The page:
One of the key themes that has not changed, however, is that I have my science methods students "do science" on a weekly basis. That is, we aren't just learning about science; we are actively investigating, observing, inferring, experimenting, and communicating what we discover. I want them to experience learning science this way in the hope that they will carry this approach to teaching science into their own classrooms down the road.
So, when we began the new semester in science methods yesterday, their first assignment is an investigation...
I handed out a little plastic sleeve to each student:
|What's in the package?|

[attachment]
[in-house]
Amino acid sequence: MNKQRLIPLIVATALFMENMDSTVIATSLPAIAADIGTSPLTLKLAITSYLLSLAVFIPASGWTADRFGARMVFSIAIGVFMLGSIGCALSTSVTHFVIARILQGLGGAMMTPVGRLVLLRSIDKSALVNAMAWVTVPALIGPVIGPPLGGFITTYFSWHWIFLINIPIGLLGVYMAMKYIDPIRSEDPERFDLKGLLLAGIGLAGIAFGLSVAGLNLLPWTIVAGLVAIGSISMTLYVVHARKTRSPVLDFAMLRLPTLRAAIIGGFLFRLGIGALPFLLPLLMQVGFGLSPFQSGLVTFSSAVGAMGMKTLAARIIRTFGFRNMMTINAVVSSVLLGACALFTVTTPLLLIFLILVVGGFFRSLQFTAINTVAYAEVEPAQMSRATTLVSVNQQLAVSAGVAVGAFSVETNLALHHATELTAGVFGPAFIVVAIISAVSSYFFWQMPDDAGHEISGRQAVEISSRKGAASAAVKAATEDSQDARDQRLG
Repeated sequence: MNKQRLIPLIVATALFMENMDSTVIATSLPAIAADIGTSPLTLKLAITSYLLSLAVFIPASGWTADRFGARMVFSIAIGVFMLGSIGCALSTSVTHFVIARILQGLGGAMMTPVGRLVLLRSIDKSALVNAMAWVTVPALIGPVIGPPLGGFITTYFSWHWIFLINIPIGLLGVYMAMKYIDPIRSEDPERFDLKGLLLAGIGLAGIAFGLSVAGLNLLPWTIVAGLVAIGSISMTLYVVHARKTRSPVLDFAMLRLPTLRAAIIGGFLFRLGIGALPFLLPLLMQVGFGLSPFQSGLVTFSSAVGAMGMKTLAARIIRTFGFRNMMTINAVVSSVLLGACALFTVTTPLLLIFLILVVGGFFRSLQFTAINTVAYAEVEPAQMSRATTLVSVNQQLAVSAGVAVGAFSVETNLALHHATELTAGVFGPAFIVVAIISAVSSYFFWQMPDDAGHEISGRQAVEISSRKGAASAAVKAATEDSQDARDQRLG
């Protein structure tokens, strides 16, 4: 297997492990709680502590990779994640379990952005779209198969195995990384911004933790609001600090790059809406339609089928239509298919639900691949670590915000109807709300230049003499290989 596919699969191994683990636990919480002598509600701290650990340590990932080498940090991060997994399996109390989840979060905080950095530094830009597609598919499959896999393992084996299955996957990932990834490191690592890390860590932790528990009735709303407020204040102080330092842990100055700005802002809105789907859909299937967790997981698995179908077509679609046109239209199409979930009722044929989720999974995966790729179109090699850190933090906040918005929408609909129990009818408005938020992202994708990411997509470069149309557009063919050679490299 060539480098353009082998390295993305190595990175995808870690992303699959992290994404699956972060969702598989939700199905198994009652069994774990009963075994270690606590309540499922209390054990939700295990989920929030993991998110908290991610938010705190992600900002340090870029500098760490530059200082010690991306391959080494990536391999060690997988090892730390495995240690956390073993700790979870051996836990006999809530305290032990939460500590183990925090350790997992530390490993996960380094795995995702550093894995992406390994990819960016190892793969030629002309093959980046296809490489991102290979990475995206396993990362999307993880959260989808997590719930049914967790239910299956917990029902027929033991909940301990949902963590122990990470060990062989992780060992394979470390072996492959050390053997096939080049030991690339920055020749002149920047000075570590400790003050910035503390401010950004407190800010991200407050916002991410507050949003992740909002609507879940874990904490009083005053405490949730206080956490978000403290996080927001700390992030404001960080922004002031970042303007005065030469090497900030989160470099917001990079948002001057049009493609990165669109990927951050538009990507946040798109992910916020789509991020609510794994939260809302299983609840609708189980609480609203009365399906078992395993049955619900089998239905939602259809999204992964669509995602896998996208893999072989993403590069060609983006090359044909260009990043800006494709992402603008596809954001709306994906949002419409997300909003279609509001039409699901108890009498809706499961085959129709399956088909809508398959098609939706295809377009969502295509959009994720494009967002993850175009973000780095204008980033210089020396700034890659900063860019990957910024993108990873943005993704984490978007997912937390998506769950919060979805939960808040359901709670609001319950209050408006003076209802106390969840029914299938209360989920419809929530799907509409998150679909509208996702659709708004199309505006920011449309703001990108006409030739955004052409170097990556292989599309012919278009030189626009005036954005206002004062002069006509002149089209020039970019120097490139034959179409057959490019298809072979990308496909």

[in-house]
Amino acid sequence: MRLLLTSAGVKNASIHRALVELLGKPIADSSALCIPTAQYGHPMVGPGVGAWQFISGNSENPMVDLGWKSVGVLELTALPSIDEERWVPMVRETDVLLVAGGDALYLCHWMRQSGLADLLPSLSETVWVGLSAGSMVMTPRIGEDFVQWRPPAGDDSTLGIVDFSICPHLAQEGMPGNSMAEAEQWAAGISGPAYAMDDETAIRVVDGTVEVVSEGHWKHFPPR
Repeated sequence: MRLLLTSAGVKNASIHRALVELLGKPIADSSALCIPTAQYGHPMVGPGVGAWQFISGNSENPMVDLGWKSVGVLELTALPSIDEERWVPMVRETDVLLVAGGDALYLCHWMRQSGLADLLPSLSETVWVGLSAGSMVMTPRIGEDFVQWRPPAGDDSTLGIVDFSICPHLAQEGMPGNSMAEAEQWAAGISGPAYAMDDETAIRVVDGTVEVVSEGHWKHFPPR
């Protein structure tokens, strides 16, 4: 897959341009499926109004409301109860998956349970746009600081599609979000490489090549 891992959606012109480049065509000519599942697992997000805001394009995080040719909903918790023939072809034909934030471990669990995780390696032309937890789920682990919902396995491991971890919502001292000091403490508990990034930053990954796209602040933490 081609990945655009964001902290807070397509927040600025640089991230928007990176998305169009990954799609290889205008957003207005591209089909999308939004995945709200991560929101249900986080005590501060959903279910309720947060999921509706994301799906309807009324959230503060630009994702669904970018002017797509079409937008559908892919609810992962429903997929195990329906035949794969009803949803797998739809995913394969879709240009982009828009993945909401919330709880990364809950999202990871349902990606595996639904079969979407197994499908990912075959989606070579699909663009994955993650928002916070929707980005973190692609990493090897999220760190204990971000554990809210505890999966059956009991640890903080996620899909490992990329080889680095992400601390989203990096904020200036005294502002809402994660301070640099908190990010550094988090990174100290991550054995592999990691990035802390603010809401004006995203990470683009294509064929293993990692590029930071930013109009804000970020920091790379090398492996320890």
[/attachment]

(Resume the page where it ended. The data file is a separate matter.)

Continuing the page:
|A fortune-telling fish?|
I ask students to place their fish in the palm of their hand, and to watch what happens. Almost immediately, their fortune fish does something like this:
|Whoa! What just happened?|
Students are fascinated...and someone almost always says--usually under their breath--"How does it do that?"
And that is the question for the first investigation: What makes the fortune fish do...that?
We brainstorm for a moment...
Could it be the heat of your hand?
Could it be the moisture in your skin?
Could it be static electricity attracting and repelling?
How could we find out?
And their first assignment is born: play with your fortune fish, write down your questions, scribble some notes about the things you try as you investigate, and start to come up with a tentative answer. We'll share our thinking and the evidence we've collected in class next time we meet.
We will do science.
* If you are interested in fortune fish for your own class, you can get 144 of them for about $7 and free shipping with Amazon Prime... :-)